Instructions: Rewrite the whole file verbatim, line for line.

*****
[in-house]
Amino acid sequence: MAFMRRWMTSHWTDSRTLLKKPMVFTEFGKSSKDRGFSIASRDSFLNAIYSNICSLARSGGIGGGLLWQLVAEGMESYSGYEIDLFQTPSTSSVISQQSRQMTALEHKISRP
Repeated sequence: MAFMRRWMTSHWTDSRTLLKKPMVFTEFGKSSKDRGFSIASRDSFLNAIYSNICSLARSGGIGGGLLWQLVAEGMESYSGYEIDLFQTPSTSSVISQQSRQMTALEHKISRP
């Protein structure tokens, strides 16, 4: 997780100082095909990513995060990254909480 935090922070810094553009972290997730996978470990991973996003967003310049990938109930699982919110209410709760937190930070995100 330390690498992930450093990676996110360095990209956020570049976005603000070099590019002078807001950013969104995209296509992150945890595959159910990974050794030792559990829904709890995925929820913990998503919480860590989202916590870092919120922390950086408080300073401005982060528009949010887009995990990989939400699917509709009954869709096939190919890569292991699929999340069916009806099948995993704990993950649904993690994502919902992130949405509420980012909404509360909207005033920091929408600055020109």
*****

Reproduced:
[in-house]
Amino acid sequence: MAFMRRWMTSHWTDSRTLLKKPMVFTEFGKSSKDRGFSIASRDSFLNAIYSNICSLARSGGIGGGLLWQLVAEGMESYSGYEIDLFQTPSTSSVISQQSRQMTALEHKISRP
Repeated sequence: MAFMRRWMTSHWTDSRTLLKKPMVFTEFGKSSKDRGFSIASRDSFLNAIYSNICSLARSGGIGGGLLWQLVAEGMESYSGYEIDLFQTPSTSSVISQQSRQMTALEHKISRP
């Protein structure tokens, strides 16, 4: 997780100082095909990513995060990254909480 935090922070810094553009972290997730996978470990991973996003967003310049990938109930699982919110209410709760937190930070995100 330390690498992930450093990676996110360095990209956020570049976005603000070099590019002078807001950013969104995209296509992150945890595959159910990974050794030792559990829904709890995925929820913990998503919480860590989202916590870092919120922390950086408080300073401005982060528009949010887009995990990989939400699917509709009954869709096939190919890569292991699929999340069916009806099948995993704990993950649904993690994502919902992130949405509420980012909404509360909207005033920091929408600055020109």